Gabe Kapler

Gabe Kapler on joking/hazing/bullying in baseball


We talked a bit last week about hazing and bullying in Major League Baseball. Mostly we talked about how people don’t talk about it much.  One of the reasons people don’t talk about it much is because there are not any clear lines between pranks, hazing, bullying and any number of other things that can be either malignant or benign, depending on the spirit and motivation for the incident and how it is received by its target.

Into that wades Gabe Kapler, who has plenty of first hand experience with all of that. He has a thoughtful column up over at Fox today in which the gray area of all of that is explored, along with some fun and illuminating anecdotes.  One takeaway is pretty key:

Although I vowed to myself that I would never be the ringleader of any similar incident, I began to authentically connect with the idea that through ribbing, hazing and light illumination of faults, coming of age can occur.

In some cases, this can even speed up player development as toughness off the field can spill over into plate appearances. No way to quantify, of course, but I can attest to feeling more confident after understanding banter and thereby feeling more connected to my teammates; the chest puffed out slightly further is always beneficial on the field. The confidence is derived through fitting in societally, being accepted. I’ve finally fulfilled my rite of passage; now I belong. Now I can go play and know my teammates are beneath me, partially supporting my weight.

That’s key because it makes a good argument for the sort of bonding rituals that, in some instances, can be taken as hazing or even bullying but which are useful if everyone involved understands what’s going on.

It’s also key because Kapler’s particular story involves being messed with after some youthful and regrettable self-promotion on his part.  His experience goes a long way towards explaining why baseball’s culture is what it is and why you don’t see many self-promoters in the game. Or, when you do, why they are so often singled out as “problems.”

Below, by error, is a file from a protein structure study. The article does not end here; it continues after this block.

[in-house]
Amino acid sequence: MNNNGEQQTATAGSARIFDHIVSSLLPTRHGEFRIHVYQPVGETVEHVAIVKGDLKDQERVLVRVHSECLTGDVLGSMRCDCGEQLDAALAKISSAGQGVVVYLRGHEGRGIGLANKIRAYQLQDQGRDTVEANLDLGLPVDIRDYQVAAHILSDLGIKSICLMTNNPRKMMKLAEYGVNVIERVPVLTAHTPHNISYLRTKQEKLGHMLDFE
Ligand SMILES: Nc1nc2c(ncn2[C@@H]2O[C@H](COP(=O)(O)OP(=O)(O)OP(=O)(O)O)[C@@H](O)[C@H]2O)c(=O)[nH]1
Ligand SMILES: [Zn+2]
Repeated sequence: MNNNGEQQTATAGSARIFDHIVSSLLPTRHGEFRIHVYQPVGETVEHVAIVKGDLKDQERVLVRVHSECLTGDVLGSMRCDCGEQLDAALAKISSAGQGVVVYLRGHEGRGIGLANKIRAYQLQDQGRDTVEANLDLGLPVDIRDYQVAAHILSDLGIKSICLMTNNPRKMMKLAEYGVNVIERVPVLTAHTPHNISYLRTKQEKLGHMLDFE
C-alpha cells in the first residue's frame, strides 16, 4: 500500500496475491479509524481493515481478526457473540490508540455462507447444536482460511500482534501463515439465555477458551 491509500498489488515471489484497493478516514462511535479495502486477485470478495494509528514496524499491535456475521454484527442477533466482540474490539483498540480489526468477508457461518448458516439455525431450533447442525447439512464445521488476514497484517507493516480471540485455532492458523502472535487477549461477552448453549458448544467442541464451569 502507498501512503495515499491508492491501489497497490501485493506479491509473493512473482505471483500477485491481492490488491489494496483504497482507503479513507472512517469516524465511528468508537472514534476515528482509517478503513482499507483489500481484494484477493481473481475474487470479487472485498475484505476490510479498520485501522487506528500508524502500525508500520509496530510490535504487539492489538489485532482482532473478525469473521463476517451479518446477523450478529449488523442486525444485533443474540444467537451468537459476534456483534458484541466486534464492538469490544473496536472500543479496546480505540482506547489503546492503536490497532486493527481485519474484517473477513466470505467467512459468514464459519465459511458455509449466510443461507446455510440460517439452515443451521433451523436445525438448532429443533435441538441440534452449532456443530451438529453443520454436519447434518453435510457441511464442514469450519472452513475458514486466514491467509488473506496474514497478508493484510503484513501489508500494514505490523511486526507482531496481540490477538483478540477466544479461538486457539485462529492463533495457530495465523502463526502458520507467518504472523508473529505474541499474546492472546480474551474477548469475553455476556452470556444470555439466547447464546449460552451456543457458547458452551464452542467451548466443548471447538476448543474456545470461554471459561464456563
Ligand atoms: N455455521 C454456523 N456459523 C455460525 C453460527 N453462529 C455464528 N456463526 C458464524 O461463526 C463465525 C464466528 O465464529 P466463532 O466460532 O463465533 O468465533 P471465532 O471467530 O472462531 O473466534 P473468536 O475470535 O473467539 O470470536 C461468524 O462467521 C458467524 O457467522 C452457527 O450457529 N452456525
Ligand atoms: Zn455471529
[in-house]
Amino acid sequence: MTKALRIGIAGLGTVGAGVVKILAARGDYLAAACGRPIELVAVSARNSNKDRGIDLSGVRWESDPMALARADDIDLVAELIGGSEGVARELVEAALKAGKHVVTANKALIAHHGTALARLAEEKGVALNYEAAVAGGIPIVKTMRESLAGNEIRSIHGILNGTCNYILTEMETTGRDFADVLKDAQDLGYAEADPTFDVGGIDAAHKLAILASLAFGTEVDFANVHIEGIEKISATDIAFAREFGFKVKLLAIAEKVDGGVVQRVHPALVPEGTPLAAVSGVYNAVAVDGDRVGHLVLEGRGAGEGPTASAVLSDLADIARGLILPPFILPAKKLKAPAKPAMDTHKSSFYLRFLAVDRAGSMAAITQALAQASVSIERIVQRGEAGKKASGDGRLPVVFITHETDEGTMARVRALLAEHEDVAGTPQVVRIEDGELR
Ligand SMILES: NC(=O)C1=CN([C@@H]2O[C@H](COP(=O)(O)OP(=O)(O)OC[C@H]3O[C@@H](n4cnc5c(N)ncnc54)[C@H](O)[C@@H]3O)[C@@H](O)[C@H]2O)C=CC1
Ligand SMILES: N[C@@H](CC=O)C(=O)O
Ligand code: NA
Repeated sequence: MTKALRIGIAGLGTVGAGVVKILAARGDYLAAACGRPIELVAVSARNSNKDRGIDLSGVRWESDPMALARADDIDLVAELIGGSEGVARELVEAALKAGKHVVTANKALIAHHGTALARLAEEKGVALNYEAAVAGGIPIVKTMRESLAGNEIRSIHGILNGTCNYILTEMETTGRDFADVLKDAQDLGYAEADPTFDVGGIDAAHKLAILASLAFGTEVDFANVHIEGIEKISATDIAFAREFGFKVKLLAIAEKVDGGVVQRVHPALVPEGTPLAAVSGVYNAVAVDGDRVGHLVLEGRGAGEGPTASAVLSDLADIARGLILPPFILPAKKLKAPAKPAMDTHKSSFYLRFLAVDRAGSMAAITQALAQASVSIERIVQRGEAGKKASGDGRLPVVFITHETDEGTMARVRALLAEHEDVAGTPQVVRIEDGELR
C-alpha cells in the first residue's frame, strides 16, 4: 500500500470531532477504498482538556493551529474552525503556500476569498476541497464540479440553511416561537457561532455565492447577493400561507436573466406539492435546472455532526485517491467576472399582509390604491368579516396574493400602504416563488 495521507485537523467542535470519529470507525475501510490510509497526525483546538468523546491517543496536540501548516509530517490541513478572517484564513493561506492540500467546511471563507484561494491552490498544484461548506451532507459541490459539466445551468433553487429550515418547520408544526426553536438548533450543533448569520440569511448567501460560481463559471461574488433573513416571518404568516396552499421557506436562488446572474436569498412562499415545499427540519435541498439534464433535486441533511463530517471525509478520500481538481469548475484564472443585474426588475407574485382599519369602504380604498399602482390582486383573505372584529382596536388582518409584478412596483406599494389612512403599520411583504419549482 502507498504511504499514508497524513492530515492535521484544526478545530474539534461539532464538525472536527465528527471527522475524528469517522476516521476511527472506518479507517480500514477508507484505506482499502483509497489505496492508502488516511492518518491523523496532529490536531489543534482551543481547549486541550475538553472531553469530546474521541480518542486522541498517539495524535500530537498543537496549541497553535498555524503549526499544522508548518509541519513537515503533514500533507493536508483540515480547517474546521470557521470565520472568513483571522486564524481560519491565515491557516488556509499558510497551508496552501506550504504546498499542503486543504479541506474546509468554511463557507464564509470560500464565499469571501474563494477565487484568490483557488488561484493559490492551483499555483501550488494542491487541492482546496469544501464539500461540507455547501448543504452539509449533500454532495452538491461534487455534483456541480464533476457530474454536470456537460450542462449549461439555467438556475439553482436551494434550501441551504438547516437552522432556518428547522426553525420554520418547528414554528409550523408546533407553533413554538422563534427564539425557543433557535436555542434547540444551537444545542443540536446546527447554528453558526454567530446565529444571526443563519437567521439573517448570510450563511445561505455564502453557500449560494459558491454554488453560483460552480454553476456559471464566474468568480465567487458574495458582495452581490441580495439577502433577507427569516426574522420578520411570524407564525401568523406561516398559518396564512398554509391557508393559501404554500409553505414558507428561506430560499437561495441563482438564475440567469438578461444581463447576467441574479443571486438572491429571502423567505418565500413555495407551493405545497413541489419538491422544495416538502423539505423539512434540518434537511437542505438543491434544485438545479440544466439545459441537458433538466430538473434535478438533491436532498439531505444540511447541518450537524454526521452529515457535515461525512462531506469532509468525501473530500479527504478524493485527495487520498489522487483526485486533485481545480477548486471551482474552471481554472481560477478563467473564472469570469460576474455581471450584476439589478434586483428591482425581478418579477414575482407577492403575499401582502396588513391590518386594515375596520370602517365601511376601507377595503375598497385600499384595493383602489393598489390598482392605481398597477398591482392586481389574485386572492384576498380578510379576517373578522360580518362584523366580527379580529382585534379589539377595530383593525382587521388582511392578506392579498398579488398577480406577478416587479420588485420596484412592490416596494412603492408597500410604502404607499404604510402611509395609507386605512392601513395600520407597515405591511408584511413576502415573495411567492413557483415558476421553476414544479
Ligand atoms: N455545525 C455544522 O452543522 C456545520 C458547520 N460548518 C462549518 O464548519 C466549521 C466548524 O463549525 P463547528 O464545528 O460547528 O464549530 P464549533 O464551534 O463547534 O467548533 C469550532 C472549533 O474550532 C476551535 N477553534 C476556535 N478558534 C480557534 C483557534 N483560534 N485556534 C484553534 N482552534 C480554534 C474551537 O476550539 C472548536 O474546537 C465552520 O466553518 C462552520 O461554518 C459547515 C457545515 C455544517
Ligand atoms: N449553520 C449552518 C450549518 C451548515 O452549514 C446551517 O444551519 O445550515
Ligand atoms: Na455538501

Anyway: good read. With some thoughts to keep in mind as the larger conversation about bullying and hazing works its way toward Major League Baseball, as it inevitably will.

Walt Weiss returning as Rockies manager in 2016

Walt Weiss
AP Photo/David Zalubowski
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As first reported by FOX Sports’ Ken Rosenthal, the Rockies have decided to bring back manager Walt Weiss for the 2016 season — the final year of a three-year deal he signed after his debut season in 2013.

Weiss carries a rough 208-278 managerial record through his first three years at the helm for Colorado, but it’s not like the rosters he’s been managing have been built to win.

The biggest need for the Rockies this winter is pitching — both starters and relievers — and general manager Jeff Bridich is also being retained for the 2016 season to try to find some.

Colorado’s starters and relievers combined for a 5.04 ERA in 2015, worst in MLB.

Colorado’s offense produced 737 runs, ranking fifth in the major leagues.

Astros flashing power early in AL Wild Card Game

Colby Rasmus
AP Photo/Kathy Willens

Houston got on the board first in Tuesday night’s American League Wild Card Game at Yankee Stadium when Colby Rasmus led off the top of the second inning with a solo home run to deep right field against Masahiro Tanaka.

It was the first career postseason homer for Rasmus, whose only other postseason experience came in 2009 with St. Louis. He slugged 25 home runs during the 2015 regular season and will be looking to cash in as a free agent whenever the Astros’ postseason runs come to an end. A big October (and perhaps early November) would obviously help that.

Tanaka retired the next two batters after the Rasmus bomb, but he gave up a single and two walks to load the bases before eventually inducing an inning-ending fielder’s choice groundout from Jose Altuve. Tanaka’s shakiness extended into the third and fourth innings, with Carlos Gomez adding a solo shot to left field in the top of the fourth.

Houston leads 2-0 heading into the bottom of the fifth. Astros starter Dallas Keuchel has looked sharp on three days of rest, tallying five strikeouts through four scoreless frames.